Hound for Glory
Geoff Hansen’s new picture book is a ruff guide to a dog’s life
Who hasn’t bent Fido’s ear at the end of a long, bad day? Nobody listens better, or cheaper, than a devoted pet. But what if our creatures talked back, about their own adventures? In My Life as a Dog, a new canine character study by Valley News photographer Geoff Hansen, the protagonist is a pooch. Lucy speaks for herself in 45 mood-swinging photos that document the emotional range of a beagle. At the end of the dog day, you’ll love Lucy almost as much as Hansen does.
With his new book — and its cover blurb from artist William Wegman — Hansen takes his place in the pantheon of professional photographers devoted to dogs. But unlike Wegman, who outfits his dogs in human attire, or Elliott Erwitt, whose focus includes pet owners, Hansen is not particularly interested in the relationship between humans and their animals. Compelling as they are, his portraits do little more than suggest Lucy has a complex personality. Heck, she’s deep.
On the recommendation of his publisher, Hansen and his writer-wife, Nicola Smith, came up with a simple narrative to explain the emotions evidenced in the five-year photo project he subtitled “the many moods of Lucy, the dog of a thousand faces.” “I hurt” is the caption on her post-op shot, which captures Lucy looking positively tragic in an Elizabethan collar. By the next frame, titled “I flirt,” she is fully recovered, licking the face of a Japanese tourist. The busy beagle cowers, towers, shakes, bakes and muses in the small, attractive book that sort of rhymes — and fits perfectly into a Christmas stocking.
Man’s Best Model? It sure looks like it. Lucy loves the camera, Hansen says, even without a peanut biscuit bribe.
Hansen started taking pictures of her on weekends and days off from the paper, where he has worked for a decade and still serves as photo editor. The chemistry amounts to no more than “having her in the situation and me with a camera,” he explains. Initially, he sent the pictures to friends as postcards. When enough images had piled up on refrigerators across the country, someone suggested doing a book.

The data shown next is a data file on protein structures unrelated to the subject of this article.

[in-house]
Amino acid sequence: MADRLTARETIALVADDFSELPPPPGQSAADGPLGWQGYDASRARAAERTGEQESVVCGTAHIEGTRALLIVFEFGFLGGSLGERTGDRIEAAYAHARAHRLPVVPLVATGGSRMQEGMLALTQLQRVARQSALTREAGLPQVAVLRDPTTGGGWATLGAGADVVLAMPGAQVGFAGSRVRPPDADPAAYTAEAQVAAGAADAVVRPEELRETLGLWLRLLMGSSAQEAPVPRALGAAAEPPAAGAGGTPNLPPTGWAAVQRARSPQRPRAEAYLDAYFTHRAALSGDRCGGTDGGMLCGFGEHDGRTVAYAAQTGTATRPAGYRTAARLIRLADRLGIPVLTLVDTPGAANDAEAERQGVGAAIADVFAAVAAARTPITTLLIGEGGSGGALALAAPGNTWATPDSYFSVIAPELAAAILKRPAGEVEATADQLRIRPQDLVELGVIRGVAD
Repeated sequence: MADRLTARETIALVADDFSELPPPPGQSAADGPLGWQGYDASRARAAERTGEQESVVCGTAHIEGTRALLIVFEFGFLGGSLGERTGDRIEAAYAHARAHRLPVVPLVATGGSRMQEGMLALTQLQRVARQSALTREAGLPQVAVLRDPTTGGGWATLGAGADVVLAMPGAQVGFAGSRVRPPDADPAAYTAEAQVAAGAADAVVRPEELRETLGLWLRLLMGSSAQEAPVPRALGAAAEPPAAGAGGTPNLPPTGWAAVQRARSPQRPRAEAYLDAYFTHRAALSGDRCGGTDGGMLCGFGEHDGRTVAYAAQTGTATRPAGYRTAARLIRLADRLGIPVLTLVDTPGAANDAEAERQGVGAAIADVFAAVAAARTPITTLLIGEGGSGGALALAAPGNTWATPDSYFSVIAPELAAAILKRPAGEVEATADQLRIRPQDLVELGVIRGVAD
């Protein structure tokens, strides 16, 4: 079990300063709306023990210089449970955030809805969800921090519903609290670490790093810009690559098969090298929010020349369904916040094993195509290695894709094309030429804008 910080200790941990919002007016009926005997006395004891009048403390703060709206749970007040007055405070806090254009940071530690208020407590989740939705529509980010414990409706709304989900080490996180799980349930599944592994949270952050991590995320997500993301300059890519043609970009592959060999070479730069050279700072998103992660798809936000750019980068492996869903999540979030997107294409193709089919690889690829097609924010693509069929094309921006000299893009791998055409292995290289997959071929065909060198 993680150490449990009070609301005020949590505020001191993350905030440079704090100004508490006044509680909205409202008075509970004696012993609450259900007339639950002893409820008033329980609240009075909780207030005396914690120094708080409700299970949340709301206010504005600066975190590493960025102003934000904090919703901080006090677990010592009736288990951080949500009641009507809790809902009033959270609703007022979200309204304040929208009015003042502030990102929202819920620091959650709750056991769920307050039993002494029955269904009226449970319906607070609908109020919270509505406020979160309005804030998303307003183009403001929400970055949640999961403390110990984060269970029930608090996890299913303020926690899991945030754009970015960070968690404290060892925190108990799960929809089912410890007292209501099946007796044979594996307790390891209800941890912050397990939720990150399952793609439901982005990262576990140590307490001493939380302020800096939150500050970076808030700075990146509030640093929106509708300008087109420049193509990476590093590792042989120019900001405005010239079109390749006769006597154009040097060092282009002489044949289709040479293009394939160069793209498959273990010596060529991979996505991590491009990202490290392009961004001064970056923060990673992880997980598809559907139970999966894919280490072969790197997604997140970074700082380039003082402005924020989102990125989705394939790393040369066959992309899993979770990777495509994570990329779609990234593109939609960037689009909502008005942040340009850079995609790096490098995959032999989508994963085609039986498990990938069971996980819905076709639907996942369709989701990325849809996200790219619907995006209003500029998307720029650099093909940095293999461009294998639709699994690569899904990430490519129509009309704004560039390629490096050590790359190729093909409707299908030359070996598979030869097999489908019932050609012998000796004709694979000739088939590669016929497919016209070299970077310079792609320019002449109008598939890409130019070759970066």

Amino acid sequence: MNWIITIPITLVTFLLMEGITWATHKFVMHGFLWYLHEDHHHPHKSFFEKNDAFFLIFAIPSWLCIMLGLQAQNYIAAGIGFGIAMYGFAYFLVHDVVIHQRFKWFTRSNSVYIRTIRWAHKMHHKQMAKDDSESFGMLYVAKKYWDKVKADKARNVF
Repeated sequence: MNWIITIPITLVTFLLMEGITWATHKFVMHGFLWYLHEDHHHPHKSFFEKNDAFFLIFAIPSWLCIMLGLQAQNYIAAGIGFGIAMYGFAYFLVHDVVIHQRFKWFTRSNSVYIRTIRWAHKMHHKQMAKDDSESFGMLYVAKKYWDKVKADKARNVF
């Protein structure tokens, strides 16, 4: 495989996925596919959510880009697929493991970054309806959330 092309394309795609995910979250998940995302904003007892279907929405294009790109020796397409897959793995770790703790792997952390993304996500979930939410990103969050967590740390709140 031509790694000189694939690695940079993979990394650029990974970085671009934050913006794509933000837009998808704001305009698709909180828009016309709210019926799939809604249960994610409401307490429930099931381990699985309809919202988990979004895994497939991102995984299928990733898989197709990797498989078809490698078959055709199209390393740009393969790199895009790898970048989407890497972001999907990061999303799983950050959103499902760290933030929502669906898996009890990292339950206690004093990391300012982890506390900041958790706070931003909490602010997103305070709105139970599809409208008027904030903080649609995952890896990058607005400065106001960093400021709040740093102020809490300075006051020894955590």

It took Hansen a few years to put a proposal together. But within a week of sending it out, he had a deal with Andrews McMeel. No doubt the publisher, which packages “Dilbert” and “Far Side” cartoons, recognized the book’s potential appeal to photophiles, dog lovers and, of course, kids. Other than a few challenging verbs like “vamp” and “kvetch,” it’s easy reading.
“Seeing little kids clutching my book really made me feel great,” Hansen says of a recent signing in Québec, where he also distributed self-designed “barkmarks” and other pun-filled merch to market the book — look for “The Beagle Has Landed” bumper stickers on Vermont vehicles next to the enduring “Spread Fred.” Otherwise, Hansen is a fairly shy guy who does not excel in self-promotion. He leaves that to Lucy, who handles the meet-and-greet at all of his signings. The cover canine is a master of public relations.
She is no less enthusiastic about visitors to her Hartford home, barking incessantly as she “spars” with her younger beagle brother. Although he doesn’t enjoy the celebrity as much, Chester is all over My Life as a Dog, both in pictures with Lucy and standing in as her “stunt double,” as Hansen puts it. “He does the dangerous things like licking plates,” he says, referring to the photo titled, “I swab.”
My Life as a Dog also covers snacking, driving, dreaming, sniffing and the humiliation of wearing a Happy New Year tiara. But one thing left out of the book is Lucy’s less-than-ladylike habit of taking Chester’s head between her back legs and humping it. Or the corresponding first-person confession: “I lust.”
“Fortunately,” says Hansen, “she only does it to dogs.” Hey, every dog diva has her dark side.